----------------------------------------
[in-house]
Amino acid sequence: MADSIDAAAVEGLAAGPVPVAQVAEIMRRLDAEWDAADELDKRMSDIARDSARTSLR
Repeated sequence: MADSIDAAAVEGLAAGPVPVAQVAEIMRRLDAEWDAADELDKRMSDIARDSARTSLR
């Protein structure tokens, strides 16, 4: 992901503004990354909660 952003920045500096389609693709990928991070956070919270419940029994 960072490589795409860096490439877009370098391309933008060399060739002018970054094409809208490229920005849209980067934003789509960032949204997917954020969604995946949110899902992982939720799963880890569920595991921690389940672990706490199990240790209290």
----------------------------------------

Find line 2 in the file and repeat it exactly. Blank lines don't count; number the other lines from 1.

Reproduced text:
Amino acid sequence: MADSIDAAAVEGLAAGPVPVAQVAEIMRRLDAEWDAADELDKRMSDIARDSARTSLR